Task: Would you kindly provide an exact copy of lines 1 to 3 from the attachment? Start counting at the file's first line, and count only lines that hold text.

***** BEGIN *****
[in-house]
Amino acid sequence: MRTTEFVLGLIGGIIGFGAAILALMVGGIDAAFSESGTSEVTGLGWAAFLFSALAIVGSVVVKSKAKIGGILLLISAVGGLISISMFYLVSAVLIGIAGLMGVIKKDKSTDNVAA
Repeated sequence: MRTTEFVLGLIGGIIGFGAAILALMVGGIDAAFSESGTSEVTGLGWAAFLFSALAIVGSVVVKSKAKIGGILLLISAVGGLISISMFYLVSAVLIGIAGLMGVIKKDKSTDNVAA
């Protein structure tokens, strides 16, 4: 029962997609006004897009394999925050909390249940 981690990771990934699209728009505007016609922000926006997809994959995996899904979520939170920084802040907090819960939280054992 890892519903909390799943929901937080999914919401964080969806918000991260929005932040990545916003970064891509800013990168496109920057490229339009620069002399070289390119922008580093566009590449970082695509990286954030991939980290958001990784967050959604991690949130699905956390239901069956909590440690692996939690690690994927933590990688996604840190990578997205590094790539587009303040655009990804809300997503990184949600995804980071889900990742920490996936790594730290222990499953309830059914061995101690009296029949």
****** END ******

[in-house]
Amino acid sequence: MRTTEFVLGLIGGIIGFGAAILALMVGGIDAAFSESGTSEVTGLGWAAFLFSALAIVGSVVVKSKAKIGGILLLISAVGGLISISMFYLVSAVLIGIAGLMGVIKKDKSTDNVAA
Repeated sequence: MRTTEFVLGLIGGIIGFGAAILALMVGGIDAAFSESGTSEVTGLGWAAFLFSALAIVGSVVVKSKAKIGGILLLISAVGGLISISMFYLVSAVLIGIAGLMGVIKKDKSTDNVAA